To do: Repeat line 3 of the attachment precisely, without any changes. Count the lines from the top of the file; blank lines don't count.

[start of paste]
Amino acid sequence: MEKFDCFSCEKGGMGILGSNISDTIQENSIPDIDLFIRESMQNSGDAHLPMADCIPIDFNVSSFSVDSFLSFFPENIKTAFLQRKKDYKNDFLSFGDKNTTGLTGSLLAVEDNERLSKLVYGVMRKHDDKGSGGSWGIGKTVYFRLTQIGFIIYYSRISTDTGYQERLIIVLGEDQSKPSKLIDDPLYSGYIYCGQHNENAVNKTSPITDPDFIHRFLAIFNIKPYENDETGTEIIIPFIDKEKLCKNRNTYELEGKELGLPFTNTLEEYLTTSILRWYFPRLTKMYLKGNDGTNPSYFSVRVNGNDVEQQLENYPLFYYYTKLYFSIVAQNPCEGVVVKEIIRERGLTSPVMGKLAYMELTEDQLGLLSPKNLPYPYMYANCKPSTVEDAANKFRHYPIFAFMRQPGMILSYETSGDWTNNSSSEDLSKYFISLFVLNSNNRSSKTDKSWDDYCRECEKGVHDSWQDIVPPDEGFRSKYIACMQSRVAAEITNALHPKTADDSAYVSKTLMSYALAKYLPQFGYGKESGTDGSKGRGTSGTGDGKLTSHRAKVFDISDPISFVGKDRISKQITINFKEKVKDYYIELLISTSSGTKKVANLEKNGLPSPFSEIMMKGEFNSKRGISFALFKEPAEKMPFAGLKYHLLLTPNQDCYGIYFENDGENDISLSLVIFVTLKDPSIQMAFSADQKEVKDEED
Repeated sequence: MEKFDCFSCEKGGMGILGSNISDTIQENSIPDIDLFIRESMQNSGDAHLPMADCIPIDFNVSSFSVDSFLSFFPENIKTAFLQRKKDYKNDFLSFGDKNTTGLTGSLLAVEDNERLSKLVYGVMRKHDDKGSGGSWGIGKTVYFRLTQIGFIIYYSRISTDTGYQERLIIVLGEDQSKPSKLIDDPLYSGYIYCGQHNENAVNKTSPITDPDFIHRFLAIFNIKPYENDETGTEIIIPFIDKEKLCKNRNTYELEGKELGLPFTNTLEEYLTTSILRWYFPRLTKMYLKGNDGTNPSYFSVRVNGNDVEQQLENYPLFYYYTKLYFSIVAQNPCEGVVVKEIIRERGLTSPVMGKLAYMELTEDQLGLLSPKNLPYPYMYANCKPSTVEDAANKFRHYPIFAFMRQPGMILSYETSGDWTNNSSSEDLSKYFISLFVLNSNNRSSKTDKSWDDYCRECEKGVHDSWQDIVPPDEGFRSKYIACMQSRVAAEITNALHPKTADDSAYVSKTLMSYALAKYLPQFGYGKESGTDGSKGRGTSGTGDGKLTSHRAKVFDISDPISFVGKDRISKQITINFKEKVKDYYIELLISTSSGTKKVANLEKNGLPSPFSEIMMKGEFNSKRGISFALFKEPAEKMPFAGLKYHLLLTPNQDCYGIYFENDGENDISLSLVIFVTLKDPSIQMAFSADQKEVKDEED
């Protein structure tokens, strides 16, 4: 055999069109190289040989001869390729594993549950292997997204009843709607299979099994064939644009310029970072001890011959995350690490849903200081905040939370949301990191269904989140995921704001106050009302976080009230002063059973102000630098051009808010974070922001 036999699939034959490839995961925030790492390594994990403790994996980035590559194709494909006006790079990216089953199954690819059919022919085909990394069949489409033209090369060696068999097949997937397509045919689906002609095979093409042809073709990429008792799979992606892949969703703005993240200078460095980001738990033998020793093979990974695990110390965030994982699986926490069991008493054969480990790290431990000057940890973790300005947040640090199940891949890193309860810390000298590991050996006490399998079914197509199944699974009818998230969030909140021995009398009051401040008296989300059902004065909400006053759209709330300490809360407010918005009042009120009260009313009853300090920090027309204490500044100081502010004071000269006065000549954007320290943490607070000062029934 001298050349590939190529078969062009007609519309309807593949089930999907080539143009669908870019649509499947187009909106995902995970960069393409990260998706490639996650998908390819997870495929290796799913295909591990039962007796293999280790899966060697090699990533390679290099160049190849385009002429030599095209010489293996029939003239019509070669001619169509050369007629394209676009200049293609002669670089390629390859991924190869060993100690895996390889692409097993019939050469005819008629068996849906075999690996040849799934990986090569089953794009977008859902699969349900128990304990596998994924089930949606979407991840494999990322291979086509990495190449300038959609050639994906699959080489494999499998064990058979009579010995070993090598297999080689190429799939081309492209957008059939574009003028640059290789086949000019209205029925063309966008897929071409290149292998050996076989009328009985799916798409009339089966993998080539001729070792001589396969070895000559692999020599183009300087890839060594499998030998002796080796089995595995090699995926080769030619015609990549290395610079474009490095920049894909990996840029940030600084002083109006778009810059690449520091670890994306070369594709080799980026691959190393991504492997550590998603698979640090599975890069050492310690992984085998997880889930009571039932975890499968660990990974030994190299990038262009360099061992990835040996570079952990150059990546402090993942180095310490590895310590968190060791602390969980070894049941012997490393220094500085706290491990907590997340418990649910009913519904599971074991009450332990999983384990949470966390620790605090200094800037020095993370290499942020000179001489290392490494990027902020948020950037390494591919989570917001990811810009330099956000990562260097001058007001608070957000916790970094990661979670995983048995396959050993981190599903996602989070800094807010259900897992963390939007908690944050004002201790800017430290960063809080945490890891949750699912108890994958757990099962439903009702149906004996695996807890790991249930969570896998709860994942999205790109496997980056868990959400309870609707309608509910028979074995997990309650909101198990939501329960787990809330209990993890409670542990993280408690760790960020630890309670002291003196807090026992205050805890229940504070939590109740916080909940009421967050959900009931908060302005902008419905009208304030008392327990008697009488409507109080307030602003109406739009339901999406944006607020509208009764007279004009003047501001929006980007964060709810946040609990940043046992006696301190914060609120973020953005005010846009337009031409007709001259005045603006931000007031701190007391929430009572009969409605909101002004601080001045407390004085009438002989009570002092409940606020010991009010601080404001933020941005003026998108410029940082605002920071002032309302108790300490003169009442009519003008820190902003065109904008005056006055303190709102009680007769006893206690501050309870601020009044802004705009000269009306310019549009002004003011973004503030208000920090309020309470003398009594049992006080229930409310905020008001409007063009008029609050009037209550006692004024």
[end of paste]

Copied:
């Protein structure tokens, strides 16, 4: 055999069109190289040989001869390729594993549950292997997204009843709607299979099994064939644009310029970072001890011959995350690490849903200081905040939370949301990191269904989140995921704001106050009302976080009230002063059973102000630098051009808010974070922001 036999699939034959490839995961925030790492390594994990403790994996980035590559194709494909006006790079990216089953199954690819059919022919085909990394069949489409033209090369060696068999097949997937397509045919689906002609095979093409042809073709990429008792799979992606892949969703703005993240200078460095980001738990033998020793093979990974695990110390965030994982699986926490069991008493054969480990790290431990000057940890973790300005947040640090199940891949890193309860810390000298590991050996006490399998079914197509199944699974009818998230969030909140021995009398009051401040008296989300059902004065909400006053759209709330300490809360407010918005009042009120009260009313009853300090920090027309204490500044100081502010004071000269006065000549954007320290943490607070000062029934 001298050349590939190529078969062009007609519309309807593949089930999907080539143009669908870019649509499947187009909106995902995970960069393409990260998706490639996650998908390819997870495929290796799913295909591990039962007796293999280790899966060697090699990533390679290099160049190849385009002429030599095209010489293996029939003239019509070669001619169509050369007629394209676009200049293609002669670089390629390859991924190869060993100690895996390889692409097993019939050469005819008629068996849906075999690996040849799934990986090569089953794009977008859902699969349900128990304990596998994924089930949606979407991840494999990322291979086509990495190449300038959609050639994906699959080489494999499998064990058979009579010995070993090598297999080689190429799939081309492209957008059939574009003028640059290789086949000019209205029925063309966008897929071409290149292998050996076989009328009985799916798409009339089966993998080539001729070792001589396969070895000559692999020599183009300087890839060594499998030998002796080796089995595995090699995926080769030619015609990549290395610079474009490095920049894909990996840029940030600084002083109006778009810059690449520091670890994306070369594709080799980026691959190393991504492997550590998603698979640090599975890069050492310690992984085998997880889930009571039932975890499968660990990974030994190299990038262009360099061992990835040996570079952990150059990546402090993942180095310490590895310590968190060791602390969980070894049941012997490393220094500085706290491990907590997340418990649910009913519904599971074991009450332990999983384990949470966390620790605090200094800037020095993370290499942020000179001489290392490494990027902020948020950037390494591919989570917001990811810009330099956000990562260097001058007001608070957000916790970094990661979670995983048995396959050993981190599903996602989070800094807010259900897992963390939007908690944050004002201790800017430290960063809080945490890891949750699912108890994958757990099962439903009702149906004996695996807890790991249930969570896998709860994942999205790109496997980056868990959400309870609707309608509910028979074995997990309650909101198990939501329960787990809330209990993890409670542990993280408690760790960020630890309670002291003196807090026992205050805890229940504070939590109740916080909940009421967050959900009931908060302005902008419905009208304030008392327990008697009488409507109080307030602003109406739009339901999406944006607020509208009764007279004009003047501001929006980007964060709810946040609990940043046992006696301190914060609120973020953005005010846009337009031409007709001259005045603006931000007031701190007391929430009572009969409605909101002004601080001045407390004085009438002989009570002092409940606020010991009010601080404001933020941005003026998108410029940082605002920071002032309302108790300490003169009442009519003008820190902003065109904008005056006055303190709102009680007769006893206690501050309870601020009044802004705009000269009306310019549009002004003011973004503030208000920090309020309470003398009594049992006080229930409310905020008001409007063009008029609050009037209550006692004024």